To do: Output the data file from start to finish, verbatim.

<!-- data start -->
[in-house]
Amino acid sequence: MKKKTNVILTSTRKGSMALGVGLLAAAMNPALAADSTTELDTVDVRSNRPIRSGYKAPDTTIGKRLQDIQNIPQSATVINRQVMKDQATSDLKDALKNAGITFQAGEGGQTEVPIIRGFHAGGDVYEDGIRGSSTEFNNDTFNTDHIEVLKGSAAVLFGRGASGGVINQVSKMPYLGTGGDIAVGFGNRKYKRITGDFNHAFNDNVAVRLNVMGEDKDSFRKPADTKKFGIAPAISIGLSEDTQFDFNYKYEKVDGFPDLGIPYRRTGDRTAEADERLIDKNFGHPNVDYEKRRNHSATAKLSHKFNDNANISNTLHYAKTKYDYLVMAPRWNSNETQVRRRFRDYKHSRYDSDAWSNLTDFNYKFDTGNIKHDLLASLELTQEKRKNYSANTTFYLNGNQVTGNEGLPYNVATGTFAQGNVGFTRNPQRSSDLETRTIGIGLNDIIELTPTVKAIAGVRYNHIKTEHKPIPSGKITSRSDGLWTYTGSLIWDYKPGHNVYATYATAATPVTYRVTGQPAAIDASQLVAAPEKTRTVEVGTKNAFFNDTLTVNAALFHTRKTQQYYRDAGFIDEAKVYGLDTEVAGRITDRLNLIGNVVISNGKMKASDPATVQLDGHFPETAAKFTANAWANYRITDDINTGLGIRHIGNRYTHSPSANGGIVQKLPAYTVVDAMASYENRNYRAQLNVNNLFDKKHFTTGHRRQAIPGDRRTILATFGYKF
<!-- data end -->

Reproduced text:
[in-house]
Amino acid sequence: MKKKTNVILTSTRKGSMALGVGLLAAAMNPALAADSTTELDTVDVRSNRPIRSGYKAPDTTIGKRLQDIQNIPQSATVINRQVMKDQATSDLKDALKNAGITFQAGEGGQTEVPIIRGFHAGGDVYEDGIRGSSTEFNNDTFNTDHIEVLKGSAAVLFGRGASGGVINQVSKMPYLGTGGDIAVGFGNRKYKRITGDFNHAFNDNVAVRLNVMGEDKDSFRKPADTKKFGIAPAISIGLSEDTQFDFNYKYEKVDGFPDLGIPYRRTGDRTAEADERLIDKNFGHPNVDYEKRRNHSATAKLSHKFNDNANISNTLHYAKTKYDYLVMAPRWNSNETQVRRRFRDYKHSRYDSDAWSNLTDFNYKFDTGNIKHDLLASLELTQEKRKNYSANTTFYLNGNQVTGNEGLPYNVATGTFAQGNVGFTRNPQRSSDLETRTIGIGLNDIIELTPTVKAIAGVRYNHIKTEHKPIPSGKITSRSDGLWTYTGSLIWDYKPGHNVYATYATAATPVTYRVTGQPAAIDASQLVAAPEKTRTVEVGTKNAFFNDTLTVNAALFHTRKTQQYYRDAGFIDEAKVYGLDTEVAGRITDRLNLIGNVVISNGKMKASDPATVQLDGHFPETAAKFTANAWANYRITDDINTGLGIRHIGNRYTHSPSANGGIVQKLPAYTVVDAMASYENRNYRAQLNVNNLFDKKHFTTGHRRQAIPGDRRTILATFGYKF